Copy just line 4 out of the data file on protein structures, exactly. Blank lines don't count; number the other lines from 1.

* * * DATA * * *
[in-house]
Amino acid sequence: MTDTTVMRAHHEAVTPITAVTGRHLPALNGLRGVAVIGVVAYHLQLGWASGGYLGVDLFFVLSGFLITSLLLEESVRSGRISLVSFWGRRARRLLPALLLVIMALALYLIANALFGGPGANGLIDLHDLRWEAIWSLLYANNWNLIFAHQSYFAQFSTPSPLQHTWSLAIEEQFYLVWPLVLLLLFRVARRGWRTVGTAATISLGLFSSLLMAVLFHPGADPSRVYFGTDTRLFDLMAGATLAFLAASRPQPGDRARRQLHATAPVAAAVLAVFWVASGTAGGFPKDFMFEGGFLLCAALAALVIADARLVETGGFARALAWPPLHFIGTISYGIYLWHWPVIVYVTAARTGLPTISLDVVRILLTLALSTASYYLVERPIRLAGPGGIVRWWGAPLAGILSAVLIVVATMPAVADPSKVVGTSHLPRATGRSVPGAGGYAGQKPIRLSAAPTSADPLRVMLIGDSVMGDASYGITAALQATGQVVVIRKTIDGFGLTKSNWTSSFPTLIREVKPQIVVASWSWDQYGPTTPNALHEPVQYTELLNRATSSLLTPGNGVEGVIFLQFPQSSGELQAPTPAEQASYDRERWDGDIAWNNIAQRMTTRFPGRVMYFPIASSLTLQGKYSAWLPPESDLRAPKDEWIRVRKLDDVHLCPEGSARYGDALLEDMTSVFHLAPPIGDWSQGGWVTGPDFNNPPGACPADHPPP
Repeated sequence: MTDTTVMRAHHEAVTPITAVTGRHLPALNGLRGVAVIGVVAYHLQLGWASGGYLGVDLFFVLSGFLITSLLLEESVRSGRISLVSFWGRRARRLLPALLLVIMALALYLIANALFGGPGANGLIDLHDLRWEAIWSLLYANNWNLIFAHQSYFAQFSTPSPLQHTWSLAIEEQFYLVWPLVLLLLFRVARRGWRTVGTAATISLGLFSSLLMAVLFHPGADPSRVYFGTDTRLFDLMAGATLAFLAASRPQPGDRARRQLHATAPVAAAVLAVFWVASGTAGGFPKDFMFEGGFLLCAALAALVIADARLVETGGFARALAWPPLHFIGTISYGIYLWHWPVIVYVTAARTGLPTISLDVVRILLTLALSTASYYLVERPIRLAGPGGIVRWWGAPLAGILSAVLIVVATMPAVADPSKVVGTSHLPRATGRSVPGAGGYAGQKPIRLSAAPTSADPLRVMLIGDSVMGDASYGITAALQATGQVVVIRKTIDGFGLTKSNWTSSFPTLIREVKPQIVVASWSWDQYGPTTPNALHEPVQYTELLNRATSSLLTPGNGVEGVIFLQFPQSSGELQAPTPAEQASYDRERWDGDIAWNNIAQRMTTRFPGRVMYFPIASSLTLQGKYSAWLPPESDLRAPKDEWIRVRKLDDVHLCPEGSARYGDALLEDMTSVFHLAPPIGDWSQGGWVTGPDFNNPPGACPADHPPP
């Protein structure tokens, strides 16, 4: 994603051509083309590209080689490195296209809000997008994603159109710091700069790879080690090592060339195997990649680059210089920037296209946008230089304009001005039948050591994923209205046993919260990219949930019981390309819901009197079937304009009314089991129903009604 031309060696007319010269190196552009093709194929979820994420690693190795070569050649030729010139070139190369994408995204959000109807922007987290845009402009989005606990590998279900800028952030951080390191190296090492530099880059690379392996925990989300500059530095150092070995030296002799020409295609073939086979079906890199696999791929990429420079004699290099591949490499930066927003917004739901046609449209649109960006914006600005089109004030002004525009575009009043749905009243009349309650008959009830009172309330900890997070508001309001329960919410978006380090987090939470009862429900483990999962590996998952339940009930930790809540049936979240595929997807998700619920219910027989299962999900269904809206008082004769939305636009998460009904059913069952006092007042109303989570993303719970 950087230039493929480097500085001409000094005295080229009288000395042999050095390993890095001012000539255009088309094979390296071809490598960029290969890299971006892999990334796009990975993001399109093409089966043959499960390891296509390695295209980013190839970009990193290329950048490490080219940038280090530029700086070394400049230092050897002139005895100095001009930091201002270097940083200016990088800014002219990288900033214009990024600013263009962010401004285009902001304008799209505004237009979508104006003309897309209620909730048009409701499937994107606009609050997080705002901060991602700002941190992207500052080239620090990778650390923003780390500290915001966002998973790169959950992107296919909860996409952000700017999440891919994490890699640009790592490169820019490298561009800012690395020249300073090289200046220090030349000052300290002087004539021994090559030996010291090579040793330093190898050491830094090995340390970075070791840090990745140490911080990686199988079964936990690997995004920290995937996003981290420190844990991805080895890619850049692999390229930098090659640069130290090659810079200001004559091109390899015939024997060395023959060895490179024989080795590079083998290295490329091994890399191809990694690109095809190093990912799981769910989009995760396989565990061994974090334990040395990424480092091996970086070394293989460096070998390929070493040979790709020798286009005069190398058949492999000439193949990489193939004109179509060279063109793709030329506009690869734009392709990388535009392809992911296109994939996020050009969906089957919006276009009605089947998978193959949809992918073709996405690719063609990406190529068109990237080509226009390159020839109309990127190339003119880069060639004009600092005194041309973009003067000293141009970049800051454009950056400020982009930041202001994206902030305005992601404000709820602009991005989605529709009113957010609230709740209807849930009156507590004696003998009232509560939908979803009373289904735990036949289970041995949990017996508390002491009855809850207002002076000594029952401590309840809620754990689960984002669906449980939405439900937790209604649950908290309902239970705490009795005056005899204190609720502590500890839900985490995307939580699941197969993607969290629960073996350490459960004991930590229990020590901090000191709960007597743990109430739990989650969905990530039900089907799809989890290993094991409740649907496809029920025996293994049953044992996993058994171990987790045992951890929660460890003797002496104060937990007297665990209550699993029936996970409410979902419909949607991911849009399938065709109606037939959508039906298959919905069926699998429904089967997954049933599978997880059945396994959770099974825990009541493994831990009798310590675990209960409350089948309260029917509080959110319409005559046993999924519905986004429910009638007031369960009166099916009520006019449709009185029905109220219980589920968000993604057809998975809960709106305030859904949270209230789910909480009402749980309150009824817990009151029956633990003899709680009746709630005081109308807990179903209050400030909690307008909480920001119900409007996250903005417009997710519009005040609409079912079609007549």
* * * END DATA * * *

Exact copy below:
């Protein structure tokens, strides 16, 4: 994603051509083309590209080689490195296209809000997008994603159109710091700069790879080690090592060339195997990649680059210089920037296209946008230089304009001005039948050591994923209205046993919260990219949930019981390309819901009197079937304009009314089991129903009604 031309060696007319010269190196552009093709194929979820994420690693190795070569050649030729010139070139190369994408995204959000109807922007987290845009402009989005606990590998279900800028952030951080390191190296090492530099880059690379392996925990989300500059530095150092070995030296002799020409295609073939086979079906890199696999791929990429420079004699290099591949490499930066927003917004739901046609449209649109960006914006600005089109004030002004525009575009009043749905009243009349309650008959009830009172309330900890997070508001309001329960919410978006380090987090939470009862429900483990999962590996998952339940009930930790809540049936979240595929997807998700619920219910027989299962999900269904809206008082004769939305636009998460009904059913069952006092007042109303989570993303719970 950087230039493929480097500085001409000094005295080229009288000395042999050095390993890095001012000539255009088309094979390296071809490598960029290969890299971006892999990334796009990975993001399109093409089966043959499960390891296509390695295209980013190839970009990193290329950048490490080219940038280090530029700086070394400049230092050897002139005895100095001009930091201002270097940083200016990088800014002219990288900033214009990024600013263009962010401004285009902001304008799209505004237009979508104006003309897309209620909730048009409701499937994107606009609050997080705002901060991602700002941190992207500052080239620090990778650390923003780390500290915001966002998973790169959950992107296919909860996409952000700017999440891919994490890699640009790592490169820019490298561009800012690395020249300073090289200046220090030349000052300290002087004539021994090559030996010291090579040793330093190898050491830094090995340390970075070791840090990745140490911080990686199988079964936990690997995004920290995937996003981290420190844990991805080895890619850049692999390229930098090659640069130290090659810079200001004559091109390899015939024997060395023959060895490179024989080795590079083998290295490329091994890399191809990694690109095809190093990912799981769910989009995760396989565990061994974090334990040395990424480092091996970086070394293989460096070998390929070493040979790709020798286009005069190398058949492999000439193949990489193939004109179509060279063109793709030329506009690869734009392709990388535009392809992911296109994939996020050009969906089957919006276009009605089947998978193959949809992918073709996405690719063609990406190529068109990237080509226009390159020839109309990127190339003119880069060639004009600092005194041309973009003067000293141009970049800051454009950056400020982009930041202001994206902030305005992601404000709820602009991005989605529709009113957010609230709740209807849930009156507590004696003998009232509560939908979803009373289904735990036949289970041995949990017996508390002491009855809850207002002076000594029952401590309840809620754990689960984002669906449980939405439900937790209604649950908290309902239970705490009795005056005899204190609720502590500890839900985490995307939580699941197969993607969290629960073996350490459960004991930590229990020590901090000191709960007597743990109430739990989650969905990530039900089907799809989890290993094991409740649907496809029920025996293994049953044992996993058994171990987790045992951890929660460890003797002496104060937990007297665990209550699993029936996970409410979902419909949607991911849009399938065709109606037939959508039906298959919905069926699998429904089967997954049933599978997880059945396994959770099974825990009541493994831990009798310590675990209960409350089948309260029917509080959110319409005559046993999924519905986004429910009638007031369960009166099916009520006019449709009185029905109220219980589920968000993604057809998975809960709106305030859904949270209230789910909480009402749980309150009824817990009151029956633990003899709680009746709630005081109308807990179903209050400030909690307008909480920001119900409007996250903005417009997710519009005040609409079912079609007549």